Electronic music festival won’t land in Burl’s Creek

As time goes by, Oro-Medonte Council denies special events permit for Ever After Music Festival

The curtain will not rise on a four-day electronic music festival that organizers hoped could take place this month at the Burl’s Creek Event Grounds in Oro-Medonte Township as a last-minute replacement.

Organizers hoped the Ever After Music Festival — focused on electronic dance music and including “fully immersive” camping experiences — could be held at Burl’s Creek, located on Highway 11 between Barrie and Orillia, from Thursday, August 11 through Sunday August 14. .

However, less than two weeks from the scheduled date of the event, organizers have not received township approval for the necessary special events permit after councilors rejected it, citing concerns over the operational planning of the festival.

Organizers were looking for a new location after it overtook Bingemans in Kitchener. They had hoped to move it to Burl’s Creek in Oro-Medonte.

Brianna Cloud, 18, who bought festival tickets in March, said BarrieToday she contacted the organizers several times by direct message on Instagram, but all of her messages remain unread.

“A lot of people I know who bought tickets say the same thing. I still haven’t received my wristbands or anything and to me it looks like they never planned to send them,” said Cloud, who had planned to travel almost 300 kilometers from her home in Lambton Shores to Oro-Medonte for the festival.

“This festival has been canceled for years and the way everything is run is pretty sketchy,” she added.

Festival organizers did not respond to emails from BarrieToday.

A staff report presented to city council on July 6 said event organizers expected the festival to include around 15,000 people per day.

However, Shawn Binns, director of operations and community services for the township, noted that promoters indicated attendance remained uncertain as there were 10,000 tickets from the 2020 event, which was canceled due to the pandemic. which had carried over to the 2022 event.

At its July 21 meeting, the Oro-Medonte council formally voted to deny the special events permit on Binns’ advice.

To obtain a special events permit from municipalities, organizers are required to develop operational plans outlining issues such as site layout, emergency management, food and beverage, traffic management, building and structural plans, fire safety, security, waste management and community. impact.

As of Tuesday afternoon (August 2), the event website was still selling tickets, which ranged from $135 for a one-day pass to $345 for a three-day VIP experience.

Event organizers took to Twitter on July 27, where they said they were aware of the township’s denial of the special events permit, adding that there was an “appeal process that they are currently ongoing as well as looking at other options to ensure that (Ever After Music Festival) takes place in 2022.

“For now, the planning for the festival is going according to plan and we will update all adventurers as soon as we have more information,” the organizers said in a tweet.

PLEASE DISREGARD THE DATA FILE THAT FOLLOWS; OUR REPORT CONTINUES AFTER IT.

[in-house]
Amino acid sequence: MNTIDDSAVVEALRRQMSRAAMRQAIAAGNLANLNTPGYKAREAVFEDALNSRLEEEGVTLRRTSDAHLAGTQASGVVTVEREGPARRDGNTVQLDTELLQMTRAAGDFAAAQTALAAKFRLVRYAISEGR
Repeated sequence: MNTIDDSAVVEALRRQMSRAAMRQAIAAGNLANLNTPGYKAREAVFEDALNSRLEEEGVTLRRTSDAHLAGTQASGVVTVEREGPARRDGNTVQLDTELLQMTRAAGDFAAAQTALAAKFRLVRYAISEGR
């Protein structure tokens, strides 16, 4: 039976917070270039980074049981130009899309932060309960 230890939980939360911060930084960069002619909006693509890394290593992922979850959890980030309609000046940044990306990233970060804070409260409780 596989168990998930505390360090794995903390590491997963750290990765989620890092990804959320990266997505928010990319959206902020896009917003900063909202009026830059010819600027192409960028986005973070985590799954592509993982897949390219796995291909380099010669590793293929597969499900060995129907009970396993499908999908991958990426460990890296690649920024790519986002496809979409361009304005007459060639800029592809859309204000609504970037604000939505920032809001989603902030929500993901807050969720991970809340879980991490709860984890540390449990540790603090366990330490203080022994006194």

Oro-Medonte Township spokeswoman Jenny Legget said no such appeal process exists. She also says that discussions were underway and that the organizers were well aware of the problems of the municipality.

“Over the past few months, township staff and partner agencies…have been communicating with festival representatives to provide logistical assistance to facilitate the development of an acceptable festival operational plan required for the issuance a special event permit,” Legget said in an email to BarrieToday.

These “partner agencies” include the Ontario Provincial Police, Alcohol and Gaming Commission of Ontario (AGCO), Simcoe County Paramedic Services and Simcoe Muskoka District Health Unit, as well as municipal law enforcement and local firefighters. All expressed concern about the lack of planning by event organizers and did not support holding the event in the township.

A July 20 letter written by Binns also noted that over the past few months township staff have communicated with the festival promoter and attempted to facilitate the operational planning for the special event that is required to issue the permit, but was ultimately not satisfied with the information they had received.

“As it stands, the state of operational planning for Ever After Music Festival has not addressed concerns and requirements for safety, construction/structure, traffic management, fire safety, of community impact, food and beverage, and appropriate medical and contingency plans,” Binns noted in his letter, while noting the time constraints and “significant concern shared by all partner agencies and parties stakeholders on the current state of the promoter’s planning and organization”.

The township’s Special Events Regulation weighs the economic and tourism benefits of such events along with the potential negative impacts and risks to ensure they are handled appropriately, Binns said.

“Given the current status of Ever After Music Festival’s operational planning and time limitations prior to the event, the township department and agency stakeholders are unable to recommend the issuance of a special event permit at this time,” he said.

The operational plan, which Binns said was received on July 15, lacked necessary details on the implementation of the traffic management plan, including parking, police and parking resources for traffic management. traffic, pedestrian traffic management and Ministry of Transportation (MTO) issuance required. encroachment permit.

It is not the first time that a large-scale music festival planned in the region has faced uncertainty at the 11th hour. In 2019, a four-day concert in the Edenvale area with the likes of Aerosmith, Kid Rock, Nickelback and Lynyrd Skynyrd was abruptly canceled less than two weeks before the event.

Gerald R. Schneider